Research on jihadist online propaganda (JOP) tends to focus on the production, content, and dissemination of jihadist online messages. Correspondingly, the target of JOP—that is, the audience—has thus far attracted little scholarly attention. This article seeks to redress this neglect by focusing on how audiences respond to jihadist online messaging. It presents the findings of an online pilot survey testing audience responses to clips from English-language Islamic State of Iraq and Syria videos. The survey was beset at every stage by ethical, legal, and practical restrictions, and we discuss how these compromised our results and what this means for those attempting to do research in this highly sensitive area.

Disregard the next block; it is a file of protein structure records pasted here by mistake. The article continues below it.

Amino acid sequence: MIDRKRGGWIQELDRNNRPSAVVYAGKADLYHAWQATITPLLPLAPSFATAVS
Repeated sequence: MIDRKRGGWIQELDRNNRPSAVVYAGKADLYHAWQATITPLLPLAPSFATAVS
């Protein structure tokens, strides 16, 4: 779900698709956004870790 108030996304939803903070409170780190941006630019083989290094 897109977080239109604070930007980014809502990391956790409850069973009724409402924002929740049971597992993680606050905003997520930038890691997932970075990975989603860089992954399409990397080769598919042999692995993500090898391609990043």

Dr Simon Cottee is a Senior Lecturer in Criminology at the University of Kent and a Contributing Writer to The Atlantic.